One of the inexorable consequences of corporate scandal is a push for reform of corporate governance. Thus accounting misdeeds and the dot-com bubble led to the Sarbanes-Oxley Act in the U.S., the global financial crisis led to the recently revised Shareholder Rights Directive in the E.U., and a series of corporate misadventures in Japan has led to the development of both a governance and a stewardship code.
STRATEGY + BUSINESS
There is infinite wisdom in the phrase “life is a journey, not a destination.” And the wisdom of this metaphor has been eloquently extended to digital transformations (DX).
There are a number of ideas surrounding digital marketing that are distortive of its essence and purely misguided. And this comes as no surprise. Ever since businesses started promoting themselves online, stories of what works, what doesn’t, and what you should be doing were bound to propel into the vast digital space. But, if there’s one rule about the digital space itself, it would be: Don’t believe everything you read on the Internet.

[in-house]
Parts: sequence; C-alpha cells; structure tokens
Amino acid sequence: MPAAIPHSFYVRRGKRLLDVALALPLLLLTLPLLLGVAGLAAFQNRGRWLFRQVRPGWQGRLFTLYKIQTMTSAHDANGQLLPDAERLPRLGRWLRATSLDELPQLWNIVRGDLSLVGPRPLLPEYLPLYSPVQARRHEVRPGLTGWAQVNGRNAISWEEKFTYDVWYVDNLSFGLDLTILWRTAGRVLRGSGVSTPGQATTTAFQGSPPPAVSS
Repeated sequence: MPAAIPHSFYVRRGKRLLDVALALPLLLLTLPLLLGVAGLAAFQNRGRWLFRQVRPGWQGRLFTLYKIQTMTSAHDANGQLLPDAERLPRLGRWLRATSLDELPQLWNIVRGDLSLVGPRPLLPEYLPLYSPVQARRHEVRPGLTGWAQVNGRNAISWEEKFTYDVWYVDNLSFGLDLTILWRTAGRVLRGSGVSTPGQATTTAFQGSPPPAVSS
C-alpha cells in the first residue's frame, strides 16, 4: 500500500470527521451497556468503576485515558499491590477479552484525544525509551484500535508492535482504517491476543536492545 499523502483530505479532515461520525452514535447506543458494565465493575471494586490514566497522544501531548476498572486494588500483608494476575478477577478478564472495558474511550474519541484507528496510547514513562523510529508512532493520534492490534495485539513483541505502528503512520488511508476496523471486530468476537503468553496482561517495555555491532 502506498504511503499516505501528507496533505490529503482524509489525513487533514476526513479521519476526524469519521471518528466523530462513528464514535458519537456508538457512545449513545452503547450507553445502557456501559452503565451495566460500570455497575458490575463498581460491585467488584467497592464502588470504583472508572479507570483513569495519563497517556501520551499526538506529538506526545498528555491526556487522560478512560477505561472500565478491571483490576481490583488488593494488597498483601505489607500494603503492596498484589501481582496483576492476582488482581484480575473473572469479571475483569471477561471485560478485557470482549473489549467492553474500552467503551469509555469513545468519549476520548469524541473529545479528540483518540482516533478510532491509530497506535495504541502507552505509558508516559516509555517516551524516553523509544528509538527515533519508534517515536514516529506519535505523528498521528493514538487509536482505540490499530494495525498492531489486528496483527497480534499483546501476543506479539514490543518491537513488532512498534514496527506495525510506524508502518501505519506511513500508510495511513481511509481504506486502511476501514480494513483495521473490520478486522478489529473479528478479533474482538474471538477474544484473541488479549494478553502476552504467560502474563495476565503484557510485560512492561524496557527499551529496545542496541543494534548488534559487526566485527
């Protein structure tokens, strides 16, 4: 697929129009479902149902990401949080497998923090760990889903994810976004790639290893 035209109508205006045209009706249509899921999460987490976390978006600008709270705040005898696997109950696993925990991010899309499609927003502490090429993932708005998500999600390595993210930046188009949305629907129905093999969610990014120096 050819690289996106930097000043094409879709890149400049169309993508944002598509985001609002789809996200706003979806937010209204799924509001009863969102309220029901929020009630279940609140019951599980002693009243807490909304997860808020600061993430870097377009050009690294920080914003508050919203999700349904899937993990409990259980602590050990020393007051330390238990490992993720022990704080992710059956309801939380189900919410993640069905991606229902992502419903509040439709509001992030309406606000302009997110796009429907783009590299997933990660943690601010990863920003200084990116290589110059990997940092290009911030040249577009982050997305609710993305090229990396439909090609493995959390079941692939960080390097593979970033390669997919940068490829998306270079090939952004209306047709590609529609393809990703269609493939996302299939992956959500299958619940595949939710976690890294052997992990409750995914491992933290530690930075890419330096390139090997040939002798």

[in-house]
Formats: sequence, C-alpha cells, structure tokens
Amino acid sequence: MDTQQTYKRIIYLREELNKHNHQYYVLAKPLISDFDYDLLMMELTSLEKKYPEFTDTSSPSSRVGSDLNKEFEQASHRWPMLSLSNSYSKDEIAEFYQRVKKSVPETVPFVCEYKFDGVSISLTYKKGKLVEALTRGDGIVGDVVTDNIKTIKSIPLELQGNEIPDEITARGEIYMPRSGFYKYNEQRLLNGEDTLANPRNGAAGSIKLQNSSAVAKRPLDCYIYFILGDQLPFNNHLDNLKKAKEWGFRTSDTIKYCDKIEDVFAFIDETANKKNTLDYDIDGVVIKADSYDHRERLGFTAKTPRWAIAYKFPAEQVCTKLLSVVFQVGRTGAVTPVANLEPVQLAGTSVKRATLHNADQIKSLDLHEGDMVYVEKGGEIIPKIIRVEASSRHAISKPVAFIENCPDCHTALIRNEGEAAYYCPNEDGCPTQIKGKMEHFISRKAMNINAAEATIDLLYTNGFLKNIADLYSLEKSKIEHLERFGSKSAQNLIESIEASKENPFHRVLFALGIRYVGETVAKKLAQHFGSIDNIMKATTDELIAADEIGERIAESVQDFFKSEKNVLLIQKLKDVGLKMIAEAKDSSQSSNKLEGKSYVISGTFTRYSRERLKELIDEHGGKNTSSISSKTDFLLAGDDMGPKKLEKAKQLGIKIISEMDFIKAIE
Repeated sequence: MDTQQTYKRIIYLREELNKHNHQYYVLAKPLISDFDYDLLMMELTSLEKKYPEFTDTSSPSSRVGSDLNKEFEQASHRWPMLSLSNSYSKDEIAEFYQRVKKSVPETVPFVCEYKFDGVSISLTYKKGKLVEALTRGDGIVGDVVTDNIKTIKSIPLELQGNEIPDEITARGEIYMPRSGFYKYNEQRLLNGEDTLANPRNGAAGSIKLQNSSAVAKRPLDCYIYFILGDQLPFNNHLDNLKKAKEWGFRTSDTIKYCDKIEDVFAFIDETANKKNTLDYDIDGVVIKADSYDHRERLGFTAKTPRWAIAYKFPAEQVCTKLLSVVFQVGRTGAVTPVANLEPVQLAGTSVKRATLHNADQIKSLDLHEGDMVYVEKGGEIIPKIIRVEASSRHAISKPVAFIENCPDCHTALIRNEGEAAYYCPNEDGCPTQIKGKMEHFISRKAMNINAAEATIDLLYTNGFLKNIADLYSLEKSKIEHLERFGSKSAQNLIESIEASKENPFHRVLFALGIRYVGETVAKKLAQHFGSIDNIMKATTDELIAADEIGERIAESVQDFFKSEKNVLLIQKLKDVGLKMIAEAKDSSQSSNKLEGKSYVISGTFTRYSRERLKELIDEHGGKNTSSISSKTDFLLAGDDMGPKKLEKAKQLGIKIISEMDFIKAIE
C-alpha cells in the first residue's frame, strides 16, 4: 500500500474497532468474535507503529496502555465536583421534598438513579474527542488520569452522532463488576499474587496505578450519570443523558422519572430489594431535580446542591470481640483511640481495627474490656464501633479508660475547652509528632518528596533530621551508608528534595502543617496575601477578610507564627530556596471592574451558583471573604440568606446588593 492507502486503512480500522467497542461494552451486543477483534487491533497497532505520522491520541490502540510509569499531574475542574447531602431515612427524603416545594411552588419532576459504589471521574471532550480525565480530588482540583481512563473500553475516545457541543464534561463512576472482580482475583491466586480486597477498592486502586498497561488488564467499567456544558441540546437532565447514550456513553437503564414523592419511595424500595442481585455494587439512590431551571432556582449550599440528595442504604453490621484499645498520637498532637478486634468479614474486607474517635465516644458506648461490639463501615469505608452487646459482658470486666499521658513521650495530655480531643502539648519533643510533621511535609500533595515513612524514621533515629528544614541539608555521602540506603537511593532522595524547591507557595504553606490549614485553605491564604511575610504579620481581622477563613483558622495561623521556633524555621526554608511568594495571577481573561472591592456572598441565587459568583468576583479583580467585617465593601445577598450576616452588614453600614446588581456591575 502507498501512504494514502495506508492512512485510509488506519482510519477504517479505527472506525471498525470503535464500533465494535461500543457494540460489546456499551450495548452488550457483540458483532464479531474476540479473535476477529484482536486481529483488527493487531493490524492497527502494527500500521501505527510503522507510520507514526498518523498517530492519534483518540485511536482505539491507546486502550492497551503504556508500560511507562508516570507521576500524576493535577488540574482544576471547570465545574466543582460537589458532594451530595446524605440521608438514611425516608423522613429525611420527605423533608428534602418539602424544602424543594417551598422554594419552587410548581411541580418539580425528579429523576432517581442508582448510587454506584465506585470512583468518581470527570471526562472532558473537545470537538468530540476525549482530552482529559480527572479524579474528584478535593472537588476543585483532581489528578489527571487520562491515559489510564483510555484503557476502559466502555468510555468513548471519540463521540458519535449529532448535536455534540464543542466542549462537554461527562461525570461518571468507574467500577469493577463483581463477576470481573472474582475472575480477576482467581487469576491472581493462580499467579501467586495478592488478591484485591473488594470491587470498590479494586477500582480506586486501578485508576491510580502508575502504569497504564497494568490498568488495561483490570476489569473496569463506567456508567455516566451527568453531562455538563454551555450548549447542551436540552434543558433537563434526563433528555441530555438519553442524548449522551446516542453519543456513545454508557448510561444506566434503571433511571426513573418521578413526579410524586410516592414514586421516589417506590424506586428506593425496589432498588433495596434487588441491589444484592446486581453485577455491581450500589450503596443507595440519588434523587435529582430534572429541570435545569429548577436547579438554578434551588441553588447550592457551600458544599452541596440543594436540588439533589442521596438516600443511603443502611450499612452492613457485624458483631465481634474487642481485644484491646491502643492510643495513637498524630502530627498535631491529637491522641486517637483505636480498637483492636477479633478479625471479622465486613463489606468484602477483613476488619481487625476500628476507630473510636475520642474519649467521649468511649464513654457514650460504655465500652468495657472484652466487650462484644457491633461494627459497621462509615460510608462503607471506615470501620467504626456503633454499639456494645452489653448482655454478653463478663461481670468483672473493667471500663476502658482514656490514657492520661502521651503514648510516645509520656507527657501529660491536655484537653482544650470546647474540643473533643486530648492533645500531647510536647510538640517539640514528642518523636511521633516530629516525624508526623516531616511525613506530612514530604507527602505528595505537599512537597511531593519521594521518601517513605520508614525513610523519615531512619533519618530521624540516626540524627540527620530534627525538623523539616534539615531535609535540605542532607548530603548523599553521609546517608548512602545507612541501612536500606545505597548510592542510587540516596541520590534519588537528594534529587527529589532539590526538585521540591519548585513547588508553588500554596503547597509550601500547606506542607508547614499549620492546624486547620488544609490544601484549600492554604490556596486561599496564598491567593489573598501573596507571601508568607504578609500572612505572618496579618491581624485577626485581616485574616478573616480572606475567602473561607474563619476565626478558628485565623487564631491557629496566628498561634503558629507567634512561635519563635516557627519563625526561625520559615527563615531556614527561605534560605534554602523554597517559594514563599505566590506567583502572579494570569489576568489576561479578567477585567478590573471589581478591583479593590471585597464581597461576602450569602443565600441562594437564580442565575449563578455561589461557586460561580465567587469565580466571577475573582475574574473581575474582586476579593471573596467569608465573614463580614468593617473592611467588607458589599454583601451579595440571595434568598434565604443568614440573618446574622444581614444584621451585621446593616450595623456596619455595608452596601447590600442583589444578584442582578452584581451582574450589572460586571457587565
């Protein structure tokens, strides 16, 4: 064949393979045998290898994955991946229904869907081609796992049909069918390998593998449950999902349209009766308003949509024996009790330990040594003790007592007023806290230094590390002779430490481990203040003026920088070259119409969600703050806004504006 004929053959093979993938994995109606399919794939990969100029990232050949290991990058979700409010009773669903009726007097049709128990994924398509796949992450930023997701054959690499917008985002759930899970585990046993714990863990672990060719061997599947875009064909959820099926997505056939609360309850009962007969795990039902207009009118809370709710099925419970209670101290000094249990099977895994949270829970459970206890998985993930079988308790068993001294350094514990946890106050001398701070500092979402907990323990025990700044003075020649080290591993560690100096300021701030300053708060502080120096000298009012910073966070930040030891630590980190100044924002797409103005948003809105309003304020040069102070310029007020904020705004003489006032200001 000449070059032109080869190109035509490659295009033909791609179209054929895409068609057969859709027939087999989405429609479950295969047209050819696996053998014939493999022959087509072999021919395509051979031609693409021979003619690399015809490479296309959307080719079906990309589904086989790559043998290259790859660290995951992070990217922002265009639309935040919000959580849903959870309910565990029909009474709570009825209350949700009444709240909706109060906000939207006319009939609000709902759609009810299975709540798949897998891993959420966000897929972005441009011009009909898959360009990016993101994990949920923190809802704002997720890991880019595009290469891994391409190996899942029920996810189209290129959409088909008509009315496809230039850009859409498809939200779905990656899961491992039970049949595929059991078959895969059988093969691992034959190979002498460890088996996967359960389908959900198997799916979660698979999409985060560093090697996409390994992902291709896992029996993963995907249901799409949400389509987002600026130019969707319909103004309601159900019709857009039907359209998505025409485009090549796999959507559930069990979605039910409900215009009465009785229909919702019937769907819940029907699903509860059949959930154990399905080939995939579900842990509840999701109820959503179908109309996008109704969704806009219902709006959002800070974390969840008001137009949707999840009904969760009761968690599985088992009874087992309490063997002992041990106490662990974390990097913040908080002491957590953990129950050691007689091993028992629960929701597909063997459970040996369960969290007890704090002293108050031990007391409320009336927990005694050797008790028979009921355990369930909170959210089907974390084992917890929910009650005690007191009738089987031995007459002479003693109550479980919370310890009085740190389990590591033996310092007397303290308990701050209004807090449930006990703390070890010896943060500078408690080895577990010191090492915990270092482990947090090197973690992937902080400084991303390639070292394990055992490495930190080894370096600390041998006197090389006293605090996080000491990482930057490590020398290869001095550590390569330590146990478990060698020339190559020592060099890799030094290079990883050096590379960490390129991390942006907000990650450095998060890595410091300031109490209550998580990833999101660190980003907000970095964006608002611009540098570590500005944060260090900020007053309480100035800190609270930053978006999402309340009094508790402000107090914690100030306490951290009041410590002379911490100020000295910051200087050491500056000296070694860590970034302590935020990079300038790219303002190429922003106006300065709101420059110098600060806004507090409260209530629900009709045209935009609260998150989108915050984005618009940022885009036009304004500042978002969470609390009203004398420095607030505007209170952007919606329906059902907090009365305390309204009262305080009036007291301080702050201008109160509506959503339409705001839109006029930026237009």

According to a 2018 survey by Tech Pro Research, only 22% of respondents said their companies have a comprehensive digital strategy in place, while 49% said they’re “working on it.” Surprisingly, 21% said their companies had no such strategy. Having worked on many digital transformation projects, this data leaves us wondering: Why hasn’t that 21% embraced this opportunity yet? Is digital transformation perhaps viewed as too cumbersome or challenging by some?